exploring, looking for new combinations, interpretations, patterns (Doll 221). Diversity is placed on the

back burner because failure to improve scores means a loss in funding, which can hinder even the

slightest amount of progress.

From experience in the education field, it is not those in the classroom pushing for this high-

stakes testing. Most programs focused on accountability and evidence-based curriculum come from

those within the state and federal government. Government representatives continue to push one-size

fits all curriculum claiming it will provide the most equality to students of all demographics when in

reality, curriculum based on theories such as Freires and Deweys are those that will truly produce an

equal society. This is not to say all evidence-based and traditional curriculum is useless. Hlebowitsh

states the obvious when he notes that there is a normative agenda of the curriculum. He uses the

example of reading teachers do not have the right to not teach children how to read (227-228).

Teachers do, however, have the right and need to exercise the right to adjust the manner in which they

transfer this skill to the child, especially in cases of special needs students. They should be able to do so

without the threat of lost funding or job.

Alexis Lipson C&T709: M2T3: Response Paper #3 3

As Monreal notes, the most difficult part of the curriculum changes Freire and Dewey propose is

not agreeing that it would work well but instead maintaining the courage to push for these radical ideas

and resist the much easier cookie-cutter style into which they are pushed. The most promising schools

are those with leaders that encourage teachers to collaborate and experiment in the classroom, which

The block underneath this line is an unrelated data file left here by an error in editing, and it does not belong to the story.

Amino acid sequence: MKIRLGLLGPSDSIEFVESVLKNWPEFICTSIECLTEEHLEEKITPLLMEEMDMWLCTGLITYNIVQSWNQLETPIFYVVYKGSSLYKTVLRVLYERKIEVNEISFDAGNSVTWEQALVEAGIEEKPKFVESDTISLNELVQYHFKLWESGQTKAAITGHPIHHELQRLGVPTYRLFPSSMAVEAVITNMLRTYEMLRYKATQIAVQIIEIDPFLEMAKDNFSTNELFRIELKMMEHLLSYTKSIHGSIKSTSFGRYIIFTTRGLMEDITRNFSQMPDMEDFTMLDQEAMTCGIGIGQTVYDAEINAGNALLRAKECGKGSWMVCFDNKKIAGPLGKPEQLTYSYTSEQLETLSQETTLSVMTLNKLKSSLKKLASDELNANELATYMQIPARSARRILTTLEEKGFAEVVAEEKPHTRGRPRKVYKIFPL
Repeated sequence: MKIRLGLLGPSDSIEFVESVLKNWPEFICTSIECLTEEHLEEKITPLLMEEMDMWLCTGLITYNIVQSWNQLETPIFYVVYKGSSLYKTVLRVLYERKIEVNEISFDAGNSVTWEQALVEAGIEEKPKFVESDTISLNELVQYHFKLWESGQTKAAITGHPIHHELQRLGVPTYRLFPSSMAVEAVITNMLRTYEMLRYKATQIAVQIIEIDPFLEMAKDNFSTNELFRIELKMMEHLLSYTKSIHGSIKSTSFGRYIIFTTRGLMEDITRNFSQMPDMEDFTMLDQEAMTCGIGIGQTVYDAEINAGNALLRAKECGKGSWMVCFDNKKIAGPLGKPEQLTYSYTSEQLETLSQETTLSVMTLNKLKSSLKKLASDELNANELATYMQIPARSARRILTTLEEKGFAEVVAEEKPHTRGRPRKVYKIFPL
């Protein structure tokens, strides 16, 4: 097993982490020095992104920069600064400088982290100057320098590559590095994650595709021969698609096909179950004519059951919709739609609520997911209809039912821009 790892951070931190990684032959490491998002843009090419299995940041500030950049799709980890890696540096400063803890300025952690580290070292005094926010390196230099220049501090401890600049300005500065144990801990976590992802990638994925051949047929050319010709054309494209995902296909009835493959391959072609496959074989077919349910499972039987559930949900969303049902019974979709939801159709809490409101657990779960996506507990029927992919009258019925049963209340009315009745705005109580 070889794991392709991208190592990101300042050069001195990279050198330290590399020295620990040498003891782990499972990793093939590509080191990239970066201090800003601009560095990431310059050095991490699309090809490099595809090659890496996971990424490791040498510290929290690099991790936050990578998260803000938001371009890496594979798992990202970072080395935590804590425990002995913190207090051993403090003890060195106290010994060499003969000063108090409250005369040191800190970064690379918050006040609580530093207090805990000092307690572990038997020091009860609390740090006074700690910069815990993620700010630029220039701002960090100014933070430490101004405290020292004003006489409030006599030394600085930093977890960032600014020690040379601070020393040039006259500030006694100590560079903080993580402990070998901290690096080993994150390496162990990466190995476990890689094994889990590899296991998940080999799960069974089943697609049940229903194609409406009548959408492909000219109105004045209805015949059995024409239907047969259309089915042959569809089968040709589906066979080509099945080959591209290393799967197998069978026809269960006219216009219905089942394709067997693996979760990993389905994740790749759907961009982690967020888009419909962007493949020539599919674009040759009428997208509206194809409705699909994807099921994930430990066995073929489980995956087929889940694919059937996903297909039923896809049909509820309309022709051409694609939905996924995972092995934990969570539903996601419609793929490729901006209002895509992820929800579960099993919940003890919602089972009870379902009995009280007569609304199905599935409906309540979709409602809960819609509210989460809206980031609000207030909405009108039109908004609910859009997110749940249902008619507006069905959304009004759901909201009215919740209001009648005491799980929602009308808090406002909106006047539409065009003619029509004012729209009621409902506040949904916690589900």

in turn encourages students to do the same. Teams that work together across the board, from the

school board to the administration to teachers assistants are teams that best serve students these are

the teams that show the most promise. The main challenge hindering progress in this aspect is changing

systemic norms as well as legislative requirements.

Once we change the norm of threatening schools with budget cuts and job loss to one of

encouragement and enrichment, teachers will find themselves less shackled to traditional curriculum.

Until then, it is up to those brave teachers and administrators to push the barrier and break through

walls hindering a truly equal education for all.

Alexis Lipson C&T709: M2T3: Response Paper #3 4


Dewey, J. (2013). My Pedagogic Creed. In The Curriculum Studies Reader (4th ed., pp. 31-43). New York,

NY: Routledge.

Doll, W. E., Jr. (2013). The Four R's - An Alternative to the Tyler Rationale. In The Curriculum Studies

Reader (4th ed., pp. 215-222). New York, NY: Routledge.

Hlebowitsh, P. (2013). Centripetal Thinking in Curriculum Studies. In The Curriculum Studies Reader (4th

ed., pp. 223-234). New York, NY: Routledge.

Monreal, T. (2016, March 07). The Reconceptualization of Curriculum Studies My Grad School Work

Medium. Retrieved October 1, 2017, from https://medium.com/my-grad-school-work/the-


Paulo Freire. (2013, November 16). Retrieved October 1, 2017, from


William, P. F. (1978). The Reconceptualisation of Curriculum Studies,. Journal of Curriculum Studies,

10(3), 205-214. Retrieved October 1, 2017, fromhttp://daneshnamehicsa.ir/userfiles/file/